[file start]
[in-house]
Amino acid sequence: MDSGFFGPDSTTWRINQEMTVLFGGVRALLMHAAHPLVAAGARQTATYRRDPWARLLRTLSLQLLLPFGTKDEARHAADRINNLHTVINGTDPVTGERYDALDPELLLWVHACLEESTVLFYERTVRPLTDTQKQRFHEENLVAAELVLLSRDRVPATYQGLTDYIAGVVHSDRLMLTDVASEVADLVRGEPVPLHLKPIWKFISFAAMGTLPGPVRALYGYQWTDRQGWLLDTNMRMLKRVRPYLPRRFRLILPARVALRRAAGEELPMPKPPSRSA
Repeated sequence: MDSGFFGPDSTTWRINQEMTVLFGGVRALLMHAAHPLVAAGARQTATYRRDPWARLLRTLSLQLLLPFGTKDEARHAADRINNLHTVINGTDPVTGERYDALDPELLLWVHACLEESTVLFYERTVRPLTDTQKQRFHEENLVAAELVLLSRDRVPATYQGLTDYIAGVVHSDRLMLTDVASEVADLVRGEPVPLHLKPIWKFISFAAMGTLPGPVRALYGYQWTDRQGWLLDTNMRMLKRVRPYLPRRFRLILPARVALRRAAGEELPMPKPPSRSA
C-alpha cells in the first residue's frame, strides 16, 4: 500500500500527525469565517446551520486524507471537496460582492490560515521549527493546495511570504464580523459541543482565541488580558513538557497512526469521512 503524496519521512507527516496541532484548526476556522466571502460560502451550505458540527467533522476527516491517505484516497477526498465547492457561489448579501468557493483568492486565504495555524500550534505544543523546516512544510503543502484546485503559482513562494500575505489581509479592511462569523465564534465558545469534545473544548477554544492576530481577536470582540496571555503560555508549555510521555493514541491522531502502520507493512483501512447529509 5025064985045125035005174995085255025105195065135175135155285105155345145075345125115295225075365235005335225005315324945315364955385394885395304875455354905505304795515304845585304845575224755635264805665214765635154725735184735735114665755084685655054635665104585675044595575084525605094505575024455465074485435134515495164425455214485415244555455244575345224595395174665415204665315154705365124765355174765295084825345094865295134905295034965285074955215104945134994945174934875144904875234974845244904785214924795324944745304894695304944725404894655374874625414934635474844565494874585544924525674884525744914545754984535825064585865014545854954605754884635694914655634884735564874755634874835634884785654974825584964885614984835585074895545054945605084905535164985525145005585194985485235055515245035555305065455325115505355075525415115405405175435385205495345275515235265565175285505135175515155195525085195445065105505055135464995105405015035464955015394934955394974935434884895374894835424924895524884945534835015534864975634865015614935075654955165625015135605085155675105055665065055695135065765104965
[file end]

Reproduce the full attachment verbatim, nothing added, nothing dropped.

[in-house]
Amino acid sequence: MDSGFFGPDSTTWRINQEMTVLFGGVRALLMHAAHPLVAAGARQTATYRRDPWARLLRTLSLQLLLPFGTKDEARHAADRINNLHTVINGTDPVTGERYDALDPELLLWVHACLEESTVLFYERTVRPLTDTQKQRFHEENLVAAELVLLSRDRVPATYQGLTDYIAGVVHSDRLMLTDVASEVADLVRGEPVPLHLKPIWKFISFAAMGTLPGPVRALYGYQWTDRQGWLLDTNMRMLKRVRPYLPRRFRLILPARVALRRAAGEELPMPKPPSRSA
Repeated sequence: MDSGFFGPDSTTWRINQEMTVLFGGVRALLMHAAHPLVAAGARQTATYRRDPWARLLRTLSLQLLLPFGTKDEARHAADRINNLHTVINGTDPVTGERYDALDPELLLWVHACLEESTVLFYERTVRPLTDTQKQRFHEENLVAAELVLLSRDRVPATYQGLTDYIAGVVHSDRLMLTDVASEVADLVRGEPVPLHLKPIWKFISFAAMGTLPGPVRALYGYQWTDRQGWLLDTNMRMLKRVRPYLPRRFRLILPARVALRRAAGEELPMPKPPSRSA
C-alpha cells in the first residue's frame, strides 16, 4: 500500500500527525469565517446551520486524507471537496460582492490560515521549527493546495511570504464580523459541543482565541488580558513538557497512526469521512 503524496519521512507527516496541532484548526476556522466571502460560502451550505458540527467533522476527516491517505484516497477526498465547492457561489448579501468557493483568492486565504495555524500550534505544543523546516512544510503543502484546485503559482513562494500575505489581509479592511462569523465564534465558545469534545473544548477554544492576530481577536470582540496571555503560555508549555510521555493514541491522531502502520507493512483501512447529509 5025064985045125035005174995085255025105195065135175135155285105155345145075345125115295225075365235005335225005315324945315364955385394885395304875455354905505304795515304845585304845575224755635264805665214765635154725735184735735114665755084685655054635665104585675044595575084525605094505575024455465074485435134515495164425455214485415244555455244575345224595395174665415204665315154705365124765355174765295084825345094865295134905295034965285074955215104945134994945174934875144904875234974845244904785214924795324944745304894695304944725404894655374874625414934635474844565494874585544924525674884525744914545754984535825064585865014545854954605754884635694914655634884735564874755634874835634884785654974825584964885614984835585074895545054945605084905535164985525145005585194985485235055515245035555305065455325115505355075525415115405405175435385205495345275515235265565175285505135175515155195525085195445065105505055135464995105405015035464955015394934955394974935434884895374894835424924895524884945534835015534864975634865015614935075654955165625015135605085155675105055665065055695135065765104965